Top news of the day from across the healthcare landscape.
A new report indicates that the 25 million Americans who live in the Appalachian region have not benefited from health gains made across the nation, according to ABC News. The 13 states were found to lag behind the rest of the country in 33 out of 41 health indicators. Deaths related to poisoning, including drug overdoses, were found to be 37% higher among residents of the Appalachian region compared with the rest of the country, according to the article. Central Appalachia was found to have the most deaths from heart disease, cancer, lung conditions, injuries, and diabetes.
A growing number of addiction treatment centers may be engaging in practices that ensure they continue to receive insurance payments, including behaviors that make drug users relapse, according to the Associated Press. One patient who was treated at one of these facilities was refused prescription drugs by the center and used illicit drugs to avoid withdrawal. The patient has since died of a heroin overdose. The owner of the treatment center is serving a 27-year prison sentence for healthcare fraud and money laundering, according to the article.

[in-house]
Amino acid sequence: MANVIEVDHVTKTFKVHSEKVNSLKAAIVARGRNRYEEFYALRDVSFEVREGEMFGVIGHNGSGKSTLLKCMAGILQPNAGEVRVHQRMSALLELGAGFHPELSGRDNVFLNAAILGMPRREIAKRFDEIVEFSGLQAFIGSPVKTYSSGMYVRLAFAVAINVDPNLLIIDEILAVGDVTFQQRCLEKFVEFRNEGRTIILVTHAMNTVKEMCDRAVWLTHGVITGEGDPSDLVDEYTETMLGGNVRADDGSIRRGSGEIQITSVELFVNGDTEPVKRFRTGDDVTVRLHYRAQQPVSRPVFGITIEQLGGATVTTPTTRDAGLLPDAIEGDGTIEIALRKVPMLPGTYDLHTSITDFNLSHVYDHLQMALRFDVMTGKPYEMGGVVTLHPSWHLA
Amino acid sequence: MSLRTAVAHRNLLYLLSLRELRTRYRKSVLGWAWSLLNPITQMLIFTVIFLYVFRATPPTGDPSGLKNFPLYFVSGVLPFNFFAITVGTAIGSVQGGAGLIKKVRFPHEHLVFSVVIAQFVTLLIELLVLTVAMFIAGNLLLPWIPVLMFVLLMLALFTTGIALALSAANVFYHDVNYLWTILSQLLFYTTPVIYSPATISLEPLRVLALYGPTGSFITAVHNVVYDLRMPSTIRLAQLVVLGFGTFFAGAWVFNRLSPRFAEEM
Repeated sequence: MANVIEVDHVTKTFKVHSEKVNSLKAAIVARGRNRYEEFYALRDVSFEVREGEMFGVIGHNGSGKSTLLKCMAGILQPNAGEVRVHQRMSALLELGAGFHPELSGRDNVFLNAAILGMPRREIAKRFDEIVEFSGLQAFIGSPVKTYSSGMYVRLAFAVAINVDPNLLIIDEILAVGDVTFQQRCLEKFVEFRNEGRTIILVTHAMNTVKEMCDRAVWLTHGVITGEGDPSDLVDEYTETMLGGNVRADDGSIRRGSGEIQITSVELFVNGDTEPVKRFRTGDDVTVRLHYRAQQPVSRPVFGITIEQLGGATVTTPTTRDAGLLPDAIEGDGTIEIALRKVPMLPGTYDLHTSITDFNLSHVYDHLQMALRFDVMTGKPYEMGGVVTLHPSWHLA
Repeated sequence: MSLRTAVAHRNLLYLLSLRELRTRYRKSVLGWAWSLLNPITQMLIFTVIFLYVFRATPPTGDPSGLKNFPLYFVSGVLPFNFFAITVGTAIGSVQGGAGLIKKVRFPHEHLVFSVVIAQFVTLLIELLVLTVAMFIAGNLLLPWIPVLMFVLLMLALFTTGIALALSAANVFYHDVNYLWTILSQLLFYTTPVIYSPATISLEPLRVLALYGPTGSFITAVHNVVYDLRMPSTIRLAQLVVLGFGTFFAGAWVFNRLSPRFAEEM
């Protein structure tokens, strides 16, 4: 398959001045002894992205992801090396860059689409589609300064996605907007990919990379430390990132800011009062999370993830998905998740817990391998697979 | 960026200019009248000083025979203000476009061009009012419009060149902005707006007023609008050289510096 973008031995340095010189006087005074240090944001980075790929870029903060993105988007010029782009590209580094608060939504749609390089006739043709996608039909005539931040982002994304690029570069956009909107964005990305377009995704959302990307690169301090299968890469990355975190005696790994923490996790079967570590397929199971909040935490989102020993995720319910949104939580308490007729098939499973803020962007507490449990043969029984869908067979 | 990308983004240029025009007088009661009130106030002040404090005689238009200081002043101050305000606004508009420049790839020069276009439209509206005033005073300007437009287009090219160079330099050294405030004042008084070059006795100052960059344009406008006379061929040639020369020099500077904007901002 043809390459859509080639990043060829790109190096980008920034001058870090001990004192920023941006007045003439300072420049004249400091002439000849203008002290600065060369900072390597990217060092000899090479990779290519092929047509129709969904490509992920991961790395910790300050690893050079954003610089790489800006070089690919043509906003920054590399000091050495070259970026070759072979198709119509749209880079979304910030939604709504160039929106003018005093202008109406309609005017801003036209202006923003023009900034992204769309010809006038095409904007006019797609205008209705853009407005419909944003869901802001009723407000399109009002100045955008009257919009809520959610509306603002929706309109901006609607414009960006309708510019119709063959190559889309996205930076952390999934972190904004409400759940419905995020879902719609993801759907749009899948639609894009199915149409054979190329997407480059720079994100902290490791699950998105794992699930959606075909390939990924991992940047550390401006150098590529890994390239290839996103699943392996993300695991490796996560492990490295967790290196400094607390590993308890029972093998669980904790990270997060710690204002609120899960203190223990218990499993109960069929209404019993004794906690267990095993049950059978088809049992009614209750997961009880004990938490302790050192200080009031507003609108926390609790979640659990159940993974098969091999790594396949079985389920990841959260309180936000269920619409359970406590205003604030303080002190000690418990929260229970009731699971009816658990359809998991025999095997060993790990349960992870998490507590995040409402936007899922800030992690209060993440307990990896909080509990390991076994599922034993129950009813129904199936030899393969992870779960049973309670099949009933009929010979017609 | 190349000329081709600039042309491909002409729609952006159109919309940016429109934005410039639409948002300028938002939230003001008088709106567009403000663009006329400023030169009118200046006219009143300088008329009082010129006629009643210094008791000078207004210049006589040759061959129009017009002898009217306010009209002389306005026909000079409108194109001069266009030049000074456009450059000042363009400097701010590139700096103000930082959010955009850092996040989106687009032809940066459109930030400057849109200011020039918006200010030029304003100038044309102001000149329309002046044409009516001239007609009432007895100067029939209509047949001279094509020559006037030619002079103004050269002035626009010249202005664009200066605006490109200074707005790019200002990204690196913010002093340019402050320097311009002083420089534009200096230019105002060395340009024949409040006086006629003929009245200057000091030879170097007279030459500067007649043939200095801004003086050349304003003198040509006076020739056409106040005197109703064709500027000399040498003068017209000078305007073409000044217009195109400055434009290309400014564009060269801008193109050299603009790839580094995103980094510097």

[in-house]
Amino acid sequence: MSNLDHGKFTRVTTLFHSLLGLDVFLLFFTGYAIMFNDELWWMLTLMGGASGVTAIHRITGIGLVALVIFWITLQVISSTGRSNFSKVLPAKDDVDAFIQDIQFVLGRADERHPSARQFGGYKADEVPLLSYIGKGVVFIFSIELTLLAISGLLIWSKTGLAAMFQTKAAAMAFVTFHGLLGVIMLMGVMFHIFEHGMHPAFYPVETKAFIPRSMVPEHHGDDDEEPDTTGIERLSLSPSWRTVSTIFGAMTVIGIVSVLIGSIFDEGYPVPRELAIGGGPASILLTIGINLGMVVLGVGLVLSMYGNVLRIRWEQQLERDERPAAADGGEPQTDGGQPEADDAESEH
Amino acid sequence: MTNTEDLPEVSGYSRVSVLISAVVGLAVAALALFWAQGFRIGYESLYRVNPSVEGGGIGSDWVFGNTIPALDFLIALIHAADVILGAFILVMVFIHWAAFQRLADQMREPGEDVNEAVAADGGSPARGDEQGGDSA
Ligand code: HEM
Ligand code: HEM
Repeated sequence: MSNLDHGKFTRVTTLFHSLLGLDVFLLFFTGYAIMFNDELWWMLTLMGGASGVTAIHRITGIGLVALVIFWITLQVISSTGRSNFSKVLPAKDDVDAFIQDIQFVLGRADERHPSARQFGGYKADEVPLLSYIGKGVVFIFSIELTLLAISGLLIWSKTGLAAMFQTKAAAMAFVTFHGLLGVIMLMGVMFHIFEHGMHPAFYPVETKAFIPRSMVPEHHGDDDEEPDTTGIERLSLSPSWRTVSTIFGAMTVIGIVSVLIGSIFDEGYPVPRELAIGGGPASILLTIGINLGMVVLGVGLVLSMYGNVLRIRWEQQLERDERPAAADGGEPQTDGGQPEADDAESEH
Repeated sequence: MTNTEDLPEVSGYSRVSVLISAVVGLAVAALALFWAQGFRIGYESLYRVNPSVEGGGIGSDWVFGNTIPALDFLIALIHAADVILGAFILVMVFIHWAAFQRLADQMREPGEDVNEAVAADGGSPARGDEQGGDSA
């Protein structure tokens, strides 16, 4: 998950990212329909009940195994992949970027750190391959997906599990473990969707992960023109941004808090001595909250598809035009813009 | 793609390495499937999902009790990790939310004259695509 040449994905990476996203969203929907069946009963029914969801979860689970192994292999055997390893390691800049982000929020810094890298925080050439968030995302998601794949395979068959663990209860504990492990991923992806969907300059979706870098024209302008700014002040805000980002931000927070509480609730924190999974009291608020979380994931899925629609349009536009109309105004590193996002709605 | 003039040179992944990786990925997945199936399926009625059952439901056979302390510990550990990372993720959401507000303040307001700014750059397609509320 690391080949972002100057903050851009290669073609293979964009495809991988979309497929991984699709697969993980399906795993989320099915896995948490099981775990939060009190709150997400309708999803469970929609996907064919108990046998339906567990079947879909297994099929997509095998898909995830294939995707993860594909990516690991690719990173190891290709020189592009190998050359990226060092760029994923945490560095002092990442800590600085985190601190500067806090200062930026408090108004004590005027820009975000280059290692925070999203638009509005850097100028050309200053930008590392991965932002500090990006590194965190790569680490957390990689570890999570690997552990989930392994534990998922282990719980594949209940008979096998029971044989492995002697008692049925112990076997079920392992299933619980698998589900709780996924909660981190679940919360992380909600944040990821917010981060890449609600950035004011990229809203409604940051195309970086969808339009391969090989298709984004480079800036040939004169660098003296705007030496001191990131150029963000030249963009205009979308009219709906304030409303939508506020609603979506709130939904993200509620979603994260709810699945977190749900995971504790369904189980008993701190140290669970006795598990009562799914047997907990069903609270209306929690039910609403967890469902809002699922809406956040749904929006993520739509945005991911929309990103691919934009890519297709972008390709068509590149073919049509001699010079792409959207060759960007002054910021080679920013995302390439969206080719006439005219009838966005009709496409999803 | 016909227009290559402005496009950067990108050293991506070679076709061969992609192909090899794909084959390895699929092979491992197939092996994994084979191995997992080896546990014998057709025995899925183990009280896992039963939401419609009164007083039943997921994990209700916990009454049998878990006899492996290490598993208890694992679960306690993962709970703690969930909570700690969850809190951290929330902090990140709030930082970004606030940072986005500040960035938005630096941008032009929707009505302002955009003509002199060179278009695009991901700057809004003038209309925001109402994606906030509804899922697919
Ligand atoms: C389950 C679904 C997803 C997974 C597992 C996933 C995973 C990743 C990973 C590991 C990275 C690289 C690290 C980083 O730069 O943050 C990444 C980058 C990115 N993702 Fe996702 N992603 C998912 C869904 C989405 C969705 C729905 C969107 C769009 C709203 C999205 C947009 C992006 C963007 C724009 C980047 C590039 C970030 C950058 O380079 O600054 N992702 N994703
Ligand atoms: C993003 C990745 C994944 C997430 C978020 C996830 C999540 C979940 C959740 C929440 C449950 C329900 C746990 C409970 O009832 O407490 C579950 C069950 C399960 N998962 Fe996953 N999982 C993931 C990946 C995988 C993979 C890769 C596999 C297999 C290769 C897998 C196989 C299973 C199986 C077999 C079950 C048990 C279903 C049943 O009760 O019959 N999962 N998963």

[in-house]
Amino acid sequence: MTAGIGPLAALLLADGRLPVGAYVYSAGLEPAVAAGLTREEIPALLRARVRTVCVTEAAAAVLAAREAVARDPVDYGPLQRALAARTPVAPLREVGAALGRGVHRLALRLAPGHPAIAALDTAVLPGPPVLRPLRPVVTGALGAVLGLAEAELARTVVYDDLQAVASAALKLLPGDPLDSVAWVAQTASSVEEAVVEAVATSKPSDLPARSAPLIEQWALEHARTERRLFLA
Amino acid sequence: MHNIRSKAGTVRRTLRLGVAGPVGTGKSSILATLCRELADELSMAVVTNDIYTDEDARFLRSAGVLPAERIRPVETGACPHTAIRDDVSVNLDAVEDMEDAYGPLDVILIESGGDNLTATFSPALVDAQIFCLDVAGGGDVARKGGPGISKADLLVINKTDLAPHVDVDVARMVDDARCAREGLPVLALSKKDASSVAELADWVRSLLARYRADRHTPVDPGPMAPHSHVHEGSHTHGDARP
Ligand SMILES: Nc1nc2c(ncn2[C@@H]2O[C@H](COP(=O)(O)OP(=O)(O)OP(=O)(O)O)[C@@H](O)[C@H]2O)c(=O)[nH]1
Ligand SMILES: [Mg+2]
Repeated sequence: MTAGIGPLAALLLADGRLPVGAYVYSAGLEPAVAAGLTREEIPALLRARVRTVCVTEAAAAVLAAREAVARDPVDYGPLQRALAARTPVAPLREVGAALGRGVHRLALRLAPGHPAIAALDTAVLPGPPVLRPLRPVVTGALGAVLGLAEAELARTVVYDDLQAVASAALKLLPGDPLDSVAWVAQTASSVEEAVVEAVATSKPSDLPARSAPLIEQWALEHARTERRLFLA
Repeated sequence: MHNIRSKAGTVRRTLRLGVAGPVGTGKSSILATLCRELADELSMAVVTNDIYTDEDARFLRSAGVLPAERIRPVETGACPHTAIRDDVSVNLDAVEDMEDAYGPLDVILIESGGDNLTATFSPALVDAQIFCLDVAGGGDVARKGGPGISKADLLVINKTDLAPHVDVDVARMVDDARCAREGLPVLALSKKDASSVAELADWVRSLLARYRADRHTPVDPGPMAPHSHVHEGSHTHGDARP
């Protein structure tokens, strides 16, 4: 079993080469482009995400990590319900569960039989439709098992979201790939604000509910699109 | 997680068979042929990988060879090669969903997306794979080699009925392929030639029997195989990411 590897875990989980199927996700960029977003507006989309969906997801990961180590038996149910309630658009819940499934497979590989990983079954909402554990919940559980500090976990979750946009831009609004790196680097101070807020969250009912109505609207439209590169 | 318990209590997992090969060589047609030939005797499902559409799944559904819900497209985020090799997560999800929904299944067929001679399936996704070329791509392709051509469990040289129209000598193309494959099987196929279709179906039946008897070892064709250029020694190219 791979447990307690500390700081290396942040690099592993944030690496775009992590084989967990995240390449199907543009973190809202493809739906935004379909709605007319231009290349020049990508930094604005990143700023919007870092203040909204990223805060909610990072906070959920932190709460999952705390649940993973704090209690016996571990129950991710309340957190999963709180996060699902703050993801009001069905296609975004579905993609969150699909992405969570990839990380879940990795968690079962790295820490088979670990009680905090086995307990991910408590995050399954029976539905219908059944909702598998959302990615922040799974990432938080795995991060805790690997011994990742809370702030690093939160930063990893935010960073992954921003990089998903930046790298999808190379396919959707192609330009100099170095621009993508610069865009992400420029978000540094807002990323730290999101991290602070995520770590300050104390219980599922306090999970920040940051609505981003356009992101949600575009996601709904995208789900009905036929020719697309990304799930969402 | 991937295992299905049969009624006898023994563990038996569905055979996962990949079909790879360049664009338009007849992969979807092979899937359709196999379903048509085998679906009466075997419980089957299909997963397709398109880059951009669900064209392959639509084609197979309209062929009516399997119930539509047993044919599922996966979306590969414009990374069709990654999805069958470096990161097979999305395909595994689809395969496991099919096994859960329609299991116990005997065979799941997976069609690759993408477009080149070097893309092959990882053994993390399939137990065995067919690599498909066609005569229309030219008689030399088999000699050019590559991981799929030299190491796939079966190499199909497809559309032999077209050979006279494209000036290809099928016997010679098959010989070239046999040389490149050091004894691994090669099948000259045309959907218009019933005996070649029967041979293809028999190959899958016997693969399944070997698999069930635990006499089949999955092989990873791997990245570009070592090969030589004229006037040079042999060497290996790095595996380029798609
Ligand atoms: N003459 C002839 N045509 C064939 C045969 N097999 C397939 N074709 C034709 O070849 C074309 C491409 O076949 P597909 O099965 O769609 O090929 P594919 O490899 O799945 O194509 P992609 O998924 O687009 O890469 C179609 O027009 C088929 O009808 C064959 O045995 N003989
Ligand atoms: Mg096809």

Raising the cost of cigarettes may be an effective way to curb smoking. A new study found that when the price of a pack of cigarettes goes up by $1, there is a 20% increase in individuals trying to quit smoking, according to The New York Times. The price spike was also found to reduce the risk of heavy smoking by 7% and decrease the average number of cigarettes smoked by heavy smokers by 35%; however, the study did not find that the price increase had an effect on relapsing, according to the article.